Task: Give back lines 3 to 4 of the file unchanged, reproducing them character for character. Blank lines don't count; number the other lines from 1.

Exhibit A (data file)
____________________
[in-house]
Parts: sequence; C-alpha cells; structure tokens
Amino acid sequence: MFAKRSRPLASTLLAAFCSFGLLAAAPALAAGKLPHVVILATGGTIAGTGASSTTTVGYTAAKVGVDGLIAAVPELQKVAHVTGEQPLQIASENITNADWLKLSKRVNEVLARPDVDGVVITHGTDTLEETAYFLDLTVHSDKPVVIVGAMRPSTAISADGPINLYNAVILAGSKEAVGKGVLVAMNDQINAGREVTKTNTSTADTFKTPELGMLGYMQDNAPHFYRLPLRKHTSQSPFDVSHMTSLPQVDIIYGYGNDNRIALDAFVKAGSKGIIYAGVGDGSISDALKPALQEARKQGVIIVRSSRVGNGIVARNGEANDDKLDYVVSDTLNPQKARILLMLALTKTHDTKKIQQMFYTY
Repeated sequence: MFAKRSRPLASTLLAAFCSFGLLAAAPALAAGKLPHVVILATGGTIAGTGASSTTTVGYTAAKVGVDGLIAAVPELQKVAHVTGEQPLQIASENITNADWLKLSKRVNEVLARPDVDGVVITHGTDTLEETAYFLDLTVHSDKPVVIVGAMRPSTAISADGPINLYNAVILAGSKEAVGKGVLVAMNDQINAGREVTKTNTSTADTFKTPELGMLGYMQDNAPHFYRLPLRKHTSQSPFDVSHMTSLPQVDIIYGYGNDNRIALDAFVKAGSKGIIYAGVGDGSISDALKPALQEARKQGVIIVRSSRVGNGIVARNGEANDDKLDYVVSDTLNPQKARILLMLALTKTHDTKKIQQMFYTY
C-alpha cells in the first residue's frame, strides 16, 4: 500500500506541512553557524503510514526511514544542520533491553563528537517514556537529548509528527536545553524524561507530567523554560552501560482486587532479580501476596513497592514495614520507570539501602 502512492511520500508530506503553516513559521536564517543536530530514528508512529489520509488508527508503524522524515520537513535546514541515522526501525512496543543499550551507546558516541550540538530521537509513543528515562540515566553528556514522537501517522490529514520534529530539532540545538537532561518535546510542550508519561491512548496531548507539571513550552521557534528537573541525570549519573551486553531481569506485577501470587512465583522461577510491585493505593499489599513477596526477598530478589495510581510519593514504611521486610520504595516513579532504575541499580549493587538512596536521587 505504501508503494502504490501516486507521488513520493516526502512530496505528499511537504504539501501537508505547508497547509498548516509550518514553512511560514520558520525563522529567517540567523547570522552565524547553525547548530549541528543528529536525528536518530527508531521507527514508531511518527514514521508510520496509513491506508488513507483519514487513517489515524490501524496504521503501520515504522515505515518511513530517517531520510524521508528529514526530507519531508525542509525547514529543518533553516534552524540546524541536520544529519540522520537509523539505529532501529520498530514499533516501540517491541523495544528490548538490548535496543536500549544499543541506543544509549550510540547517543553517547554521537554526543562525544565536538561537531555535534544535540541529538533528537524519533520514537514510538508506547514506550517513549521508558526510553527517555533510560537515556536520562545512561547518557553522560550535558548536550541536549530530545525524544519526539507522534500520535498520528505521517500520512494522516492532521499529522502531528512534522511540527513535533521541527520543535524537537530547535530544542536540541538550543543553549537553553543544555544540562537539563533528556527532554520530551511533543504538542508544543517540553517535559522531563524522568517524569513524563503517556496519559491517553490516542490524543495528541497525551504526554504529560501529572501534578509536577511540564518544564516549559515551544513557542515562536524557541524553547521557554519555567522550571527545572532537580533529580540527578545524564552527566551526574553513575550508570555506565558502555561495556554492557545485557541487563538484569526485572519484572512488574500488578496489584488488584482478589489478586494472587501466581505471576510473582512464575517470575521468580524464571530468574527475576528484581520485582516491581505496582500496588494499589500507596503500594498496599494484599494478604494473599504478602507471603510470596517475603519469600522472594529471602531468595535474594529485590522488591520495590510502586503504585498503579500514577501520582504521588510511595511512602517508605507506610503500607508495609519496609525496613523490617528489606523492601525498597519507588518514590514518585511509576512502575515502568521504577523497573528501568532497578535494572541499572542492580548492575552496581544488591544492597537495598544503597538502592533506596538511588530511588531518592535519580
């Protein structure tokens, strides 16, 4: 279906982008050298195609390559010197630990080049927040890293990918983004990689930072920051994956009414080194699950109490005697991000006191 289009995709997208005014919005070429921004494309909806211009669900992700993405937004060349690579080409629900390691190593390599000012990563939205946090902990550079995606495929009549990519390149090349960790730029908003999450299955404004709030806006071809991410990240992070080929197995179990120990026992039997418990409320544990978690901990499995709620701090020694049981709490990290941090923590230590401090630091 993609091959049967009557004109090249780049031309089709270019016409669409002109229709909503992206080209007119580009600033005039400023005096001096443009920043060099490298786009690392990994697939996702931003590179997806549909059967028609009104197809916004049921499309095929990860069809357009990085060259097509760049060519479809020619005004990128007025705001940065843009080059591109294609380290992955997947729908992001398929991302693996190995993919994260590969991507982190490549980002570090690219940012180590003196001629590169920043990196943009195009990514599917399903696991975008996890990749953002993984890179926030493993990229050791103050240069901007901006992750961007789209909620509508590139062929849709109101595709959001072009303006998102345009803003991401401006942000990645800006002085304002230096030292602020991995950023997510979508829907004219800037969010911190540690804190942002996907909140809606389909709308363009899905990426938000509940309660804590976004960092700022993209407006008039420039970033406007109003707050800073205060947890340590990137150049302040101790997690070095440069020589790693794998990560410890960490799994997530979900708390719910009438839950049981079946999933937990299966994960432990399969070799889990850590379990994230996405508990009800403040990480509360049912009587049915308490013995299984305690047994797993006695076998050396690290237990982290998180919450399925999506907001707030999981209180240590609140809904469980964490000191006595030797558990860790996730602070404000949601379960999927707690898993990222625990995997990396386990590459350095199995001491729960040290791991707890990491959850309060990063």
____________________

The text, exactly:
Amino acid sequence: MFAKRSRPLASTLLAAFCSFGLLAAAPALAAGKLPHVVILATGGTIAGTGASSTTTVGYTAAKVGVDGLIAAVPELQKVAHVTGEQPLQIASENITNADWLKLSKRVNEVLARPDVDGVVITHGTDTLEETAYFLDLTVHSDKPVVIVGAMRPSTAISADGPINLYNAVILAGSKEAVGKGVLVAMNDQINAGREVTKTNTSTADTFKTPELGMLGYMQDNAPHFYRLPLRKHTSQSPFDVSHMTSLPQVDIIYGYGNDNRIALDAFVKAGSKGIIYAGVGDGSISDALKPALQEARKQGVIIVRSSRVGNGIVARNGEANDDKLDYVVSDTLNPQKARILLMLALTKTHDTKKIQQMFYTY
Repeated sequence: MFAKRSRPLASTLLAAFCSFGLLAAAPALAAGKLPHVVILATGGTIAGTGASSTTTVGYTAAKVGVDGLIAAVPELQKVAHVTGEQPLQIASENITNADWLKLSKRVNEVLARPDVDGVVITHGTDTLEETAYFLDLTVHSDKPVVIVGAMRPSTAISADGPINLYNAVILAGSKEAVGKGVLVAMNDQINAGREVTKTNTSTADTFKTPELGMLGYMQDNAPHFYRLPLRKHTSQSPFDVSHMTSLPQVDIIYGYGNDNRIALDAFVKAGSKGIIYAGVGDGSISDALKPALQEARKQGVIIVRSSRVGNGIVARNGEANDDKLDYVVSDTLNPQKARILLMLALTKTHDTKKIQQMFYTY